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The Canadian Press

Ontario to revise Grade 9 math curriculum

Nearly three-quarters of students failed to meet provincial standards; minister blames 'system' for poor results

Canadian Press, November 25, 2004

Ontario is revising its Grade 9 applied math curriculum after nearly three-quarters of students failed to meet provincial standards, the education minister said today as he blamed the system for dismal results.
Gerard Kennedy said there' s “no justification” for about 37,000 applied math students to fail and said the program will change by the next school year.

“This is not a true reflection of the potential that these students have,” Kennedy said of the roughly 50,000 teens in the stream.

“There is a revision being discussed now. We believe it is possible to deliver substantially the content of the course in a way that will allow students of different abilities to succeed.”

Kennedy denied that the Liberal plan would “dumb down” the tough four-year curriculum brought in five years ago under the previous Conservative government when it phased out Grade 13.

“More students will learn more math under the program we have,” he said. “We' re bringing the curriculum to the right level that students can do and that students can do still at a degree of difficulty.”

The province's Education Quality and Accountability Office reported today that only 26 per cent of Grade 9 students in the applied stream performed at the provincial standard, but that was still five per cent better than last year. About 37 per cent were close to the standard.

Overall, Grade 9 students slightly improved on standardized math tests, administered to more than 150,000 students in the applied and academic streams last winter and spring.

Sixty-eight per cent of those in the academic stream performed at or above the standard — up two per cent over last year, the agency said.

Students in both streams showed difficulty identifying the important elements of problems and understanding their relationships to each other, the agency said. Students also struggled to provide correct answers supported with evidence.

Kennedy said that some struggling students can turn to alternate math courses developed by various school boards that would count as credit for Grade 9 and 10, allowing students to continue on to Grade 11.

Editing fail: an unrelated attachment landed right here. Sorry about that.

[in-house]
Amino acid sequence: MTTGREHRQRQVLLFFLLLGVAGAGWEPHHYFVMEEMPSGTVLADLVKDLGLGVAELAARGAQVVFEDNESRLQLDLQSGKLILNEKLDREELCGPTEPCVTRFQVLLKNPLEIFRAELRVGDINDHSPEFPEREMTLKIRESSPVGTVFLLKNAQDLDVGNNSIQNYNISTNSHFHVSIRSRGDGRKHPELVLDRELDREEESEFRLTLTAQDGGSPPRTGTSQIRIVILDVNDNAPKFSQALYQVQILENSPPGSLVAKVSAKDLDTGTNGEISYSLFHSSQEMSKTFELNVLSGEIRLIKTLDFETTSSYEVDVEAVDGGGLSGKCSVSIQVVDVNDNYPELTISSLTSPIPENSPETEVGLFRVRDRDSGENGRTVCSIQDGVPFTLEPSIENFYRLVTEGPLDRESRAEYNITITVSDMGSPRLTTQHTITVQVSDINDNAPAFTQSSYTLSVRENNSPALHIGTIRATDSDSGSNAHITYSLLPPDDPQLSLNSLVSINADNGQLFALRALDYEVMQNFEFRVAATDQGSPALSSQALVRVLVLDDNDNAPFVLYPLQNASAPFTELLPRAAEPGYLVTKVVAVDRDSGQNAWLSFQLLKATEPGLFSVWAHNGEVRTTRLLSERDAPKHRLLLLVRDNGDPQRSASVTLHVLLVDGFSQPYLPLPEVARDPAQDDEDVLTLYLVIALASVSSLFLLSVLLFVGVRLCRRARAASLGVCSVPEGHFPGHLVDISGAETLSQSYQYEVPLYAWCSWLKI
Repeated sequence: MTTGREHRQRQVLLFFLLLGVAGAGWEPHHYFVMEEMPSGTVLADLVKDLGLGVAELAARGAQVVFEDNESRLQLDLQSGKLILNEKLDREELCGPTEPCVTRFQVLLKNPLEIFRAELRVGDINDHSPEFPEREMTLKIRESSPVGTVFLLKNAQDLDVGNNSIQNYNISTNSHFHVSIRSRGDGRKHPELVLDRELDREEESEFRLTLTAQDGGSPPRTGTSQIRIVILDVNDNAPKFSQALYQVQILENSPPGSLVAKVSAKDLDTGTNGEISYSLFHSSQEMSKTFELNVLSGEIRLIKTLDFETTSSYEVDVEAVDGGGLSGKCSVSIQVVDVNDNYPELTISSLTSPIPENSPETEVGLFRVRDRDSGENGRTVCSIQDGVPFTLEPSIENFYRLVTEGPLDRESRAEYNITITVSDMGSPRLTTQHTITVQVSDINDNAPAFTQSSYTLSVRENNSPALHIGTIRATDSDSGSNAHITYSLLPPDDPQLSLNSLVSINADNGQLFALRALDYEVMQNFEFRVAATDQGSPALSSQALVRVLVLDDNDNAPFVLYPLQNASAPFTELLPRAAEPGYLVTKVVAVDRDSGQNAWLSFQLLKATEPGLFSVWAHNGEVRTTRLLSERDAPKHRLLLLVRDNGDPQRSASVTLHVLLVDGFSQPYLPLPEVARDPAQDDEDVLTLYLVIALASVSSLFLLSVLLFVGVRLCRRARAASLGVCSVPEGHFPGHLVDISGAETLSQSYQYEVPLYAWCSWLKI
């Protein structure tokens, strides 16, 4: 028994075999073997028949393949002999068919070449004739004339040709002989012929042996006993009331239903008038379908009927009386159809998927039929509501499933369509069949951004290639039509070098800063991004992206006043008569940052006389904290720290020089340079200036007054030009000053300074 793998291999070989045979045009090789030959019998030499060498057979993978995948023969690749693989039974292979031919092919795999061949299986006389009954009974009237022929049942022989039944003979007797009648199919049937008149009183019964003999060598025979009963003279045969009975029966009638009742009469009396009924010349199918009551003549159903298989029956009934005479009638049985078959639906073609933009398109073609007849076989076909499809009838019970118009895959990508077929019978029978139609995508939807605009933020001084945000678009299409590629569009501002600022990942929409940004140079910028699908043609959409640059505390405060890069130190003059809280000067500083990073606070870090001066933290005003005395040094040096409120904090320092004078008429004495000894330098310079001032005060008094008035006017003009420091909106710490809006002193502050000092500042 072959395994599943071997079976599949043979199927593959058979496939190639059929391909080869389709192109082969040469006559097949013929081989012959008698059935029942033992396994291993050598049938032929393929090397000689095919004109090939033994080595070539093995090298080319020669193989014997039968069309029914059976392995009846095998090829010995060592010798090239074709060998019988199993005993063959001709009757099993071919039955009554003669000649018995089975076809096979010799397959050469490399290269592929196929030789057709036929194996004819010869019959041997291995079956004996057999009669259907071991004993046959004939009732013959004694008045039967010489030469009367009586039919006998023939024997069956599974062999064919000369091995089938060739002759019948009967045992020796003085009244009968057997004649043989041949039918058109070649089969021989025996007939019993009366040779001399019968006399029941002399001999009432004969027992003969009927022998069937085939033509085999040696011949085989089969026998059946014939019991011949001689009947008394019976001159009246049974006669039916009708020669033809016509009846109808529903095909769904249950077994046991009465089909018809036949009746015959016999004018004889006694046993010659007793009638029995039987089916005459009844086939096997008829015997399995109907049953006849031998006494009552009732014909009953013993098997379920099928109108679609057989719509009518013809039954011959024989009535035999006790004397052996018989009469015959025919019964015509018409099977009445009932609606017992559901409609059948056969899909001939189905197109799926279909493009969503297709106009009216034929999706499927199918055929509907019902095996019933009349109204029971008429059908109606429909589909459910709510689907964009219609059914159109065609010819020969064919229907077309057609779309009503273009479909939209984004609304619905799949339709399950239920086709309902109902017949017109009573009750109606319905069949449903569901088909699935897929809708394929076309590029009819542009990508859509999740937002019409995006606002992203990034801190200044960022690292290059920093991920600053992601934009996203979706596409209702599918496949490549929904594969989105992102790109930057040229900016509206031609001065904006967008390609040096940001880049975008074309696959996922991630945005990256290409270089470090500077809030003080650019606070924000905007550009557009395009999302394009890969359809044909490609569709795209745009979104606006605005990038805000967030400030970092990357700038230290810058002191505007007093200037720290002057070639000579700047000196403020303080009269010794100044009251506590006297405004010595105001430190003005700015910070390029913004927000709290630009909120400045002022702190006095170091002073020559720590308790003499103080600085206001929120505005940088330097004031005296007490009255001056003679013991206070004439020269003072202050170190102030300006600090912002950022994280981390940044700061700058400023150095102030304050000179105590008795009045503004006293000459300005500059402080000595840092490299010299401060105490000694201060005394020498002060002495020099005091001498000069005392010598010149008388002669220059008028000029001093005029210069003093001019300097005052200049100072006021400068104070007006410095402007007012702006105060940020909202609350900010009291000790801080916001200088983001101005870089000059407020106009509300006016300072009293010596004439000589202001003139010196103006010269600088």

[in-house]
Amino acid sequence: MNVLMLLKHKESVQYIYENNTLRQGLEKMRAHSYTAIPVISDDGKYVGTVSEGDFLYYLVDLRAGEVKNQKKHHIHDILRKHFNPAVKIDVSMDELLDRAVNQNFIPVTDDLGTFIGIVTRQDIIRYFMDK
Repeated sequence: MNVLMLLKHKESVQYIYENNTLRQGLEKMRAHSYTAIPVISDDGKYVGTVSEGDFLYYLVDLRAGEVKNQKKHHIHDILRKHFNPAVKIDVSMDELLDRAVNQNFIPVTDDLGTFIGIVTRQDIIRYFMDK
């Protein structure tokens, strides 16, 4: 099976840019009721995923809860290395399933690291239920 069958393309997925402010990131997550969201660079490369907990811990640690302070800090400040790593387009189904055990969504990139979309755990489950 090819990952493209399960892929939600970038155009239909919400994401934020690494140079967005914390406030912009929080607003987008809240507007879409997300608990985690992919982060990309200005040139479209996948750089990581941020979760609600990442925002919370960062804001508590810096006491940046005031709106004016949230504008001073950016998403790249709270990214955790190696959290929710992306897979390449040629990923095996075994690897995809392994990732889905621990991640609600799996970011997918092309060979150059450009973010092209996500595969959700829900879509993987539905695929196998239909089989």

The group appears to be particularly vulnerable to being left behind; much of the province' s staggering 30 per cent dropout rate has been traced to the inability of Grade 9 and 10 students to secure the required credits.

Parent group People for Education complained that the Liberal government has not done enough to address a difficult curriculum that has caused kids to founder for years. When introduced in 2000, only 13 per cent of students in the applied math stream made the grade.

Spokeswoman Annie Kidder said the Liberals promised last year to help students, but did nothing.

“We' ve known so clearly that there' s a problem here, for so many years,” said Kidder, calling for immediate help through free tutoring.

“We are failing students here in a very big way.”

The EQAO said students who speak English as a second language and those with special needs fared poorer than others, but also showed improvement over last year.

There were no significant gaps in performance between boys and girls.

The testing office singled out two schools for making major improvements in their test results: College Heights Secondary School in Guelph and St. Michael High School in Kemptville.

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Health Canada Publication

The Invisible Boy: Revisioning the Victimization of Male Children and Teens

"... the existence of a double standard in the care and treatment of male victims, and the invisibility and normalization of violence and abuse toward boys and young men in our society.

Despite the fact that over 300 books and articles on male victims have been published in the last 25 to 30 years, boys and teen males remain on the periphery of the discourse on child abuse.

Few workshops about males can be found at most child abuse conferences and there are no specialized training programs for clinicians. Male-centred assessment is all but non-existent and treatment programs are rare. If we are talking about adult males, the problem is even greater. A sad example of this was witnessed recently in Toronto. After a broadcast of The Boys of St. Vincent, a film about the abuse of boys in a church-run orphanage, the Kids' Help Phone received over 1,000 calls from distraught adult male survivors of childhood sexual abuse. It is tragic in a way no words can capture that these men had no place to turn to other than a children's crisis line." Read More ..